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Article

Biocompatibility and Biological Efficiency of Inorganic Calcium Filled Bacterial Cellulose Based Hydrogel Scaffolds for Bone Bioengineering

1
Centre of Polymer Systems, University Institute, Tomas Bata University in Zlin, Trida Tomase Bati 5678, 760 01 Zlín, Czech Republic
2
Institute of Experimental Morphology, Pathology and Anthropology with Museum, Bulgarian Academy of Sciences, 1113 Sofia, Bulgaria
3
Laboratory of Molecular Genetics, Institute of Molecular Biology “Acad. R. Tsanev”, Bulgarian Academy of Sciences, 1113 Sofia, Bulgaria
*
Author to whom correspondence should be addressed.
Int. J. Mol. Sci. 2018, 19(12), 3980; https://doi.org/10.3390/ijms19123980
Received: 19 October 2018 / Revised: 21 November 2018 / Accepted: 27 November 2018 / Published: 11 December 2018
(This article belongs to the Special Issue Biomaterials for Musculoskeletal System)

Abstract

:
The principal focus of this work is the in-depth analysis of the biological efficiency of inorganic calcium-filled bacterial cellulose (BC) based hydrogel scaffolds for their future use in bone tissue engineering/bioengineering. Inorganic calcium was filled in the form of calcium phosphate (β-tri calcium phosphate (β-TCP) and hydroxyapatite (HA)) and calcium carbonate (CaCO3). The additional calcium, CaCO3 was incorporated following in vitro bio-mineralization. Cell viability study was performed with the extracts of BC based hydrogel scaffolds: BC-PVP, BC-CMC; BC-PVP-β-TCP/HA, BC-CMC-β-TCP/HA and BC-PVP-β-TCP/HA-CaCO3, BC-CMC-β-TCP/HA-CaCO3; respectively. The biocompatibility study was performed with two different cell lines, i.e., human fibroblasts, Lep-3 and mouse bone explant cells. Each hydrogel scaffold has facilitated notable growth and proliferation in presence of these two cell types. Nevertheless, the percentage of DNA strand breaks was higher when cells were treated with BC-CMC based scaffolds i.e., BC-CMC-β-TCP/HA and BC-CMC-β-TCP/HA-CaCO3. On the other hand, the apoptosis of human fibroblasts, Lep-3 was insignificant in BC-PVP-β-TCP/HA. The scanning electron microscopy confirmed the efficient adhesion and growth of Lep-3 cells throughout the surface of BC-PVP and BC-PVP-β-TCP/HA. Hence, among all inorganic calcium filled hydrogel scaffolds, ‘BC-PVP-β-TCP/HA’ was recommended as an efficient tissue engineering scaffold which could facilitate the musculoskeletal (i.e., bone tissue) engineering/bioengineering.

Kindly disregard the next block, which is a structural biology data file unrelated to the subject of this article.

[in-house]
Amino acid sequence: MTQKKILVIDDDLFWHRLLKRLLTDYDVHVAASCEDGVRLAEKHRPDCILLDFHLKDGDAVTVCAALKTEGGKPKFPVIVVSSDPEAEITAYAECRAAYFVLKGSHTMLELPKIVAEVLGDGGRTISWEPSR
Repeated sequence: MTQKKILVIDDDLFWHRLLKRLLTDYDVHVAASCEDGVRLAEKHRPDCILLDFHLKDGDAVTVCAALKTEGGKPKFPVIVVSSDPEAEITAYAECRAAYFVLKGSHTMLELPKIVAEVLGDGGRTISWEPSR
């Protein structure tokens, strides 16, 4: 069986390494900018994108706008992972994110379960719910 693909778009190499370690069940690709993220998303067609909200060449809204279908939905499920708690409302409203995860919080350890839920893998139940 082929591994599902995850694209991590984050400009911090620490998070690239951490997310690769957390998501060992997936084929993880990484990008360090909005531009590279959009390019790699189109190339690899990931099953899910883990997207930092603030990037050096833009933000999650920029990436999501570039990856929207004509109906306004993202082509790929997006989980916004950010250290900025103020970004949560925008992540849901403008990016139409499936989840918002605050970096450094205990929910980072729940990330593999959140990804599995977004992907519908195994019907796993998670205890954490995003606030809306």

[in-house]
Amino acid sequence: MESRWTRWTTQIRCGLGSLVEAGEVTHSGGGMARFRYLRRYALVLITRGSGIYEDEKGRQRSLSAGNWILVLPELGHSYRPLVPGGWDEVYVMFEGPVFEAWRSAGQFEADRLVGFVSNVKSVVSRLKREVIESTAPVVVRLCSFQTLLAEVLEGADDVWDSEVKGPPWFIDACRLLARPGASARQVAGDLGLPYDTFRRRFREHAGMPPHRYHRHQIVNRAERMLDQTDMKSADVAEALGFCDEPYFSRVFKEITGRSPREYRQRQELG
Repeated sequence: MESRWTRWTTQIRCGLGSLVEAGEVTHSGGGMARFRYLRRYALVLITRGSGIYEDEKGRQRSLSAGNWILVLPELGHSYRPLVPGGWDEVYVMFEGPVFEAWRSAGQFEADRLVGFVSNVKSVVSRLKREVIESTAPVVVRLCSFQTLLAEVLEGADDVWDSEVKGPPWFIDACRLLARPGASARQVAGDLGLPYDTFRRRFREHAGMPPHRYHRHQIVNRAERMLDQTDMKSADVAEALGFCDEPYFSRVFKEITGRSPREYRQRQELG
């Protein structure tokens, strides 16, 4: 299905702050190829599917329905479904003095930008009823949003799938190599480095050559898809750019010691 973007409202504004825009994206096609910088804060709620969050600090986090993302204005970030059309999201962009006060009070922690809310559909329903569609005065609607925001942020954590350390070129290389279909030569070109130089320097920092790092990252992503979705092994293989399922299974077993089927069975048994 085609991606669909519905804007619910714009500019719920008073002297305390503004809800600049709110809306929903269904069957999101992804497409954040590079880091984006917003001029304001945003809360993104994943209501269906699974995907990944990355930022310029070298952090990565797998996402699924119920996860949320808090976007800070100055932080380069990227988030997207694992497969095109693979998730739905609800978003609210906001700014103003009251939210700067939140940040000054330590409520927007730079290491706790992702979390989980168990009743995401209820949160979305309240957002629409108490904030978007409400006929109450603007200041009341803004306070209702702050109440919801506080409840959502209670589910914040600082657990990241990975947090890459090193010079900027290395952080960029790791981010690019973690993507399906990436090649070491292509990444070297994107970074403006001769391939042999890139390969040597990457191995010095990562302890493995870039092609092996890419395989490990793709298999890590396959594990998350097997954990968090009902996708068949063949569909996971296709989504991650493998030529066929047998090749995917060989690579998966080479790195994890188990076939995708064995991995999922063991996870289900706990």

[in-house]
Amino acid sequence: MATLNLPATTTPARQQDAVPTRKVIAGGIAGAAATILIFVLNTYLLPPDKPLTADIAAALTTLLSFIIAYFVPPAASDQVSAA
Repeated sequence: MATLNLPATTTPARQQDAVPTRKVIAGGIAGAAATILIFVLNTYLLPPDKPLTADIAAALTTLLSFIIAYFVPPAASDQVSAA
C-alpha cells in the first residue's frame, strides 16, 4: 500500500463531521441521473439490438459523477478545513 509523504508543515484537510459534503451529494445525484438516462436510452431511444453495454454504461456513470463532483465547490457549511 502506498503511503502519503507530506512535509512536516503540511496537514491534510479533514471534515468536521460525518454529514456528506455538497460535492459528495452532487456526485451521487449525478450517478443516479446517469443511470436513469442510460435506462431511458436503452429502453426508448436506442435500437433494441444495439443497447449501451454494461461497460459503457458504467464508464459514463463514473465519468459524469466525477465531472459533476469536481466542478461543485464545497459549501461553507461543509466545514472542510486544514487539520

Graphical Abstract

1. Introduction

Bone is an important part of the animal musculoskeletal system. The structural framework of an animal is preserved by the bones through modelling and remodeling events [1,2]. Extensive research indicated that bone related disorders like osteoporosis affect 75 million individuals throughout Europe, USA and Japan. In addition, many studies also showed that osteoporosis causes more than 8.9 million fractures worldwide annually; with a condition where an osteoporotic fracture occurs in every 3s [3]. The possible treatment methods for this comprise the use of either auto/allografts or ceramic coated/inert metallic implants, which in many cases are far too expensive for application [4]. In this context, the hydrogel based bioactive scaffold can become a notable approach in bone tissue engineering/bone bioengineering; due to its osteo-conduction and osteo-induction properties, notable mechanical property and further its cost-effective production attributes [5].